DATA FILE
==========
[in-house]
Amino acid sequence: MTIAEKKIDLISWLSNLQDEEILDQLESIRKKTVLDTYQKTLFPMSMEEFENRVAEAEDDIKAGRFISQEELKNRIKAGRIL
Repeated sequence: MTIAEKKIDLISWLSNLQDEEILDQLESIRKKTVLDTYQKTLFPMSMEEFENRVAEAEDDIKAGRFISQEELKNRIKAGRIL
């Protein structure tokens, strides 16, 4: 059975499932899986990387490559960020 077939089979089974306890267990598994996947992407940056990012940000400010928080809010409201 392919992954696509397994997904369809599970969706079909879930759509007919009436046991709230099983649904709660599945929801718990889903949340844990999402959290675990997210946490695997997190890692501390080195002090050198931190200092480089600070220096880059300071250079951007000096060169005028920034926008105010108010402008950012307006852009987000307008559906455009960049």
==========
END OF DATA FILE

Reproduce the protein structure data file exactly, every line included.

[in-house]
Amino acid sequence: MTIAEKKIDLISWLSNLQDEEILDQLESIRKKTVLDTYQKTLFPMSMEEFENRVAEAEDDIKAGRFISQEELKNRIKAGRIL
Repeated sequence: MTIAEKKIDLISWLSNLQDEEILDQLESIRKKTVLDTYQKTLFPMSMEEFENRVAEAEDDIKAGRFISQEELKNRIKAGRIL
């Protein structure tokens, strides 16, 4: 059975499932899986990387490559960020 077939089979089974306890267990598994996947992407940056990012940000400010928080809010409201 392919992954696509397994997904369809599970969706079909879930759509007919009436046991709230099983649904709660599945929801718990889903949340844990999402959290675990997210946490695997997190890692501390080195002090050198931190200092480089600070220096880059300071250079951007000096060169005028920034926008105010108010402008950012307006852009987000307008559906455009960049």